Adiantum incisum Forssk., Fl. Aegypt.-Arab. 187 1775. (syn: Adiantum capillus-gorgonis Webb; Adiantum caudatum var. glabripinnatum Bonap.; Adiantum caudatum var. laciniata Bonap.; Adiantum caudatum var. minor Pirottain);
Terrestrial herbs. Rhizome erect, 1-2 cm thick, densely scaly, scales lanceolate, about 2 x 0.25 cm, reddish-brown, acuminate, entire; stipes numerous, tufted, 6-10 x 0.1 cm, reddish-brown to dark brown, glossy, rounded below, grooved above, sparsely covered by long, soft, slender, pale brown, multicellular hairs. Lamina oblong-lanceolate, slender, up to 40 x 4 cm, not proliferate, simply pinnate; pinnae about 25 pairs, sessile or subsessile, basal few pairsslightly reduced, deflexed, subopposite, distalmost pairs progressively reduced and widely spaced, rest of the pinnae alternate, about 1-5 cm apart, largest pinna 2 x 1 cm, dimidiate, lower margin more or less perpendicular to the rachis, upper margin deeply lobed, upper base truncate and parallel to the rachis, apex-rounded; veins slightly distinct above and below, repeatedly forked, flabellate, free, reaching the margin, pinnae pale green, glabrous above and below; texture herbaceous; adaxial side of the rachis densely or sparsely covered by hairs as on stipes. Sori marginal, oblong or reniform, about 2 x 1 cm; indusia dark brown, entire, glabrous; spores 20 um in diameter, pale brown, exine faintly granulose.
Evergreen forests at an altitude above 700 m
(Attributions- K. P. Rajesh from India Biodiversity Portal)
Adiantum sp. for identification: Talegaon Maharashtra: AVD11082015 : 4 posts by 2 authors. Attachments (2)
Please help me in identifying the fern: Adiantum sp.
Is it Adiantum incisum ?
Photographed on : 6th August 2015
Place: Talegaon Maharashtra
if pinnae having hairs through out then it is Adiantum caudatum if only pinnules having hairs then it is A. incisum.
Yes it is incisum. One day we’ll get chromosome counting going again in India, then we can know if plants like this are subsp. incisum or (as they look like superficially) subsp. indicum – as we begin to recognise the range of morphologies and the geographical/altitude range of the two subspecies.
PM 30-07-2018. Id confirmation Adiantum sp… Adiantum incisum :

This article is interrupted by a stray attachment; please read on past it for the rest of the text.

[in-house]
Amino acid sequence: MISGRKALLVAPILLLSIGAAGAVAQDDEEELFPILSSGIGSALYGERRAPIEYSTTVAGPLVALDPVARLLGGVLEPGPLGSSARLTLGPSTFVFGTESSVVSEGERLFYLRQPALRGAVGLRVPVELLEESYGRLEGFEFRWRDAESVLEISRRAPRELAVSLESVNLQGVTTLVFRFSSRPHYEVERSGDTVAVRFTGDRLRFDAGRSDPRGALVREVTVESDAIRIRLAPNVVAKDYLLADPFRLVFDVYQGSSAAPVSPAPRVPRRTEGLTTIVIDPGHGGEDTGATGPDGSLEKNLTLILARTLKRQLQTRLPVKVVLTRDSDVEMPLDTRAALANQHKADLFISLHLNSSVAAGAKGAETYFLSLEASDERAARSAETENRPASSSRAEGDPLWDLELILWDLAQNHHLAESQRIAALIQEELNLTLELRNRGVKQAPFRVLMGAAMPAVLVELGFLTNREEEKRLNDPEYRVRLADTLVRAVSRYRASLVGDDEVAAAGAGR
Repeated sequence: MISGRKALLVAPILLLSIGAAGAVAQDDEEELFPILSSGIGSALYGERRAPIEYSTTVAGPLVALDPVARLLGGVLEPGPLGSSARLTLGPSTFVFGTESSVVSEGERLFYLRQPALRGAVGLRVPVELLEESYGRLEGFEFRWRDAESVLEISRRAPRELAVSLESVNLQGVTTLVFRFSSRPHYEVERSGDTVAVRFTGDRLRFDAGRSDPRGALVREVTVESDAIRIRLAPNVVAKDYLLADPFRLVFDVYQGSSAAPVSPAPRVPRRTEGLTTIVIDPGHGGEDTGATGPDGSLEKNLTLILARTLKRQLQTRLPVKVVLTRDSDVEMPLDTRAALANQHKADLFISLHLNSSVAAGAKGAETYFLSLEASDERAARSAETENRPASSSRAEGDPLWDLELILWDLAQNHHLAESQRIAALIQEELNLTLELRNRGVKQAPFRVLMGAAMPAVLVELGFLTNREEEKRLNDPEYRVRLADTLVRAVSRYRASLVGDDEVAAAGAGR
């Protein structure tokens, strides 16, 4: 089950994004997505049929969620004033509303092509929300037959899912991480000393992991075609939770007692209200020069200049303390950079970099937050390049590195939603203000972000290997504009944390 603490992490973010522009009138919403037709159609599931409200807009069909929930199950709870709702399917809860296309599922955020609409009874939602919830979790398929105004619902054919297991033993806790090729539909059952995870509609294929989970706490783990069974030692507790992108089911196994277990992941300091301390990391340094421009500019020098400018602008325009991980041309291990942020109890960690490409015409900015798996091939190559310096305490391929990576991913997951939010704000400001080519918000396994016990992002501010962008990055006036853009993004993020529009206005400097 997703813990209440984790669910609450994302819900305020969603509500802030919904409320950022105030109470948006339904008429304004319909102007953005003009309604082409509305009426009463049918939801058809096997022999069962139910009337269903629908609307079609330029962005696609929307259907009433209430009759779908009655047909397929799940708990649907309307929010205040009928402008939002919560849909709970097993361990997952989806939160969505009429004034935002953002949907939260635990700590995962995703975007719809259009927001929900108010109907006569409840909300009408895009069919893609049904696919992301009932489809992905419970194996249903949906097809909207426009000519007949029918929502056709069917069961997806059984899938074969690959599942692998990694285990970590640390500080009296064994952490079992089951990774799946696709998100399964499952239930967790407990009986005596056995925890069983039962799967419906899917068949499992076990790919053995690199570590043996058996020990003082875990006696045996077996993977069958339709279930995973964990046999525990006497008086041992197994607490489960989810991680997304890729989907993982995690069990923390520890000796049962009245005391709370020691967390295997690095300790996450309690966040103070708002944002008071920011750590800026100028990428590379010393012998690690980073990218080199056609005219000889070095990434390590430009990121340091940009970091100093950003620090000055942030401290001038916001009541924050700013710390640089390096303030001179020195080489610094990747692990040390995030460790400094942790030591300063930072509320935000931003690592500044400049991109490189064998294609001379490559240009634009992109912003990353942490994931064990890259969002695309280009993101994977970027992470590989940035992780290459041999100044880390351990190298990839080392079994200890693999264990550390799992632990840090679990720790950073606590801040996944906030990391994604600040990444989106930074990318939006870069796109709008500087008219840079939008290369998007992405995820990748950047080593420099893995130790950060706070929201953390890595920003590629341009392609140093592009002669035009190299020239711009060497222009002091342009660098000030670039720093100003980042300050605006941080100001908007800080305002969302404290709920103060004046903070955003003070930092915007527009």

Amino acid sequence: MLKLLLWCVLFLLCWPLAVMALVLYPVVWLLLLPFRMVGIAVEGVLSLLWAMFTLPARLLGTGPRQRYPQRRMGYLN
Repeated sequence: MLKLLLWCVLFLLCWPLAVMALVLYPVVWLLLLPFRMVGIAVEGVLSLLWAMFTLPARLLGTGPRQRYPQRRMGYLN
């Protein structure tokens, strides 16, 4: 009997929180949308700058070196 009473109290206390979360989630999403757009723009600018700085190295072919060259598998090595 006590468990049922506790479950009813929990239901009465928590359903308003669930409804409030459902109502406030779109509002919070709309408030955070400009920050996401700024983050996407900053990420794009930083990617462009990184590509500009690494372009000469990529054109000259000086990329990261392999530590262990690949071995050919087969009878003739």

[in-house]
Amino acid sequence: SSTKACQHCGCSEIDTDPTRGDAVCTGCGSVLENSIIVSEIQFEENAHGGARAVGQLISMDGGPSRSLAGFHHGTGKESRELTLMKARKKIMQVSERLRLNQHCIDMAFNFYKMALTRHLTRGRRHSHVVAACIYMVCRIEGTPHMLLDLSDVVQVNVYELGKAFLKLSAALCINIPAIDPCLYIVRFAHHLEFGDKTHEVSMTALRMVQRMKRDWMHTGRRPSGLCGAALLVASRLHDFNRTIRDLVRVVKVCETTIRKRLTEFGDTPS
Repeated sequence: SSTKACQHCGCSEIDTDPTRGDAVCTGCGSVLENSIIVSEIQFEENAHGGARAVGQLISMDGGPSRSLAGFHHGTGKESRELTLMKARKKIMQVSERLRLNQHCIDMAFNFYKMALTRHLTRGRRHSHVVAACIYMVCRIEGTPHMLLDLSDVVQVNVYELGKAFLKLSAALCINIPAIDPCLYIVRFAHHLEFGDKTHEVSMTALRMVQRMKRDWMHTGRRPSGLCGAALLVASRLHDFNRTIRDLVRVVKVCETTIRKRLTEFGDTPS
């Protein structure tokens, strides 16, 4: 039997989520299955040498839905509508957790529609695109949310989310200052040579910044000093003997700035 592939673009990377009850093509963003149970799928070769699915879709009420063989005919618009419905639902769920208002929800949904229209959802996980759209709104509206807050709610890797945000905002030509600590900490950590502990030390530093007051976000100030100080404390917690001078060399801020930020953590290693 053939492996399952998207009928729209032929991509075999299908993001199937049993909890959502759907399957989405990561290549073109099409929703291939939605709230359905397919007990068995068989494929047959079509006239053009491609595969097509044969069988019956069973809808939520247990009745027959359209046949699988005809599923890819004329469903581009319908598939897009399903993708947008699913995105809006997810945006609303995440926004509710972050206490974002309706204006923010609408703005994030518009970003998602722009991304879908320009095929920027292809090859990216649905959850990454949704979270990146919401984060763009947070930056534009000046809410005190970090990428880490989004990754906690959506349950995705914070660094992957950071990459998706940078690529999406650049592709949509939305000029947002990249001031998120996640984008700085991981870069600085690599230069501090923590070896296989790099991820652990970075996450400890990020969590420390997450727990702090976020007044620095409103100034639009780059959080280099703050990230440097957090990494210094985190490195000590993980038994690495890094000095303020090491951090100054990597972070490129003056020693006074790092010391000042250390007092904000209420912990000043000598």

presenting few images of Adiantum sp.
Adiantum incisum, yes – another common one. Note the characteristic hairs all over the stipe, rachis, pinnae etc. – A. edgeworthii is glabrous with a glossy stipe and rachis and smaller, with differently-shaped pinnae. A. incisum is not normally confused, but is a well known species, though in the past until about the 1950s or 60s it was often confused with A. caudatum from S. and NE India, which has much narrower lobes to the pinnae.
Adiantum incisum SN19420a : 2 posts by 2 authors. Attachments (1) – 4 mb.
About ten days back I was in Kangra and saw this covering the brick wall of an abandoned structure. I took an couple of photos then and since I had some work to do, did not take a sample with me. I went there again today and collected a couple of fronds, including one with mature sori. Unfortunately, by the time I came back home after three hours the pinnae had curled up providing me with inadequate photos. But the sample was enough to narrow down my search to Adiantum incisum (I had posted the other two Maidenhair ferns before to this group: Adiantum tibeticum and Adiantum capillus-veneris). It was difficult to differentiate it from A. caudatum but Dr Khullar says that A. caudatum is not found in the Western Himalayas so I am assuming it is most likely A. incisum.
Adiantum incisum– Please confirm.
Kangra city, HP
24 Feb. and 8 March 2015
Scales at the base of the stipe.
It’s not very clear in this picture but we can just make out the segmented form of the surface hair.
Yes, I’m sure that is Adiantum incisum subsp. incisum. Actually it is easy to recognise A. caudatum as that has very narrow lobes to the pinnae, but the two weren’t separated in most older literature until at least the 1980s.
Requesting a fern ID.: 1 high res. image.
Location: IISER, Trivandrum campus.
Habitat: adjoining a hillock
It’s Adiantum incisum – also grows on walls in Kathmandu. A “walking fern” because the little bulbils at the tips of some of the leaves grow new plants when the leaf-tip touches the ground. I’ve seen four “generations” of vegetatively extended plants on one original leaf, even, hanging down a wall!
I have the African equivalent growing in my little fern-garden here in Portugal, but they are different taxa and I wish I had this one, but it didn’t survive the plane-journey in bags! This one is subsp. indicum, a diploid.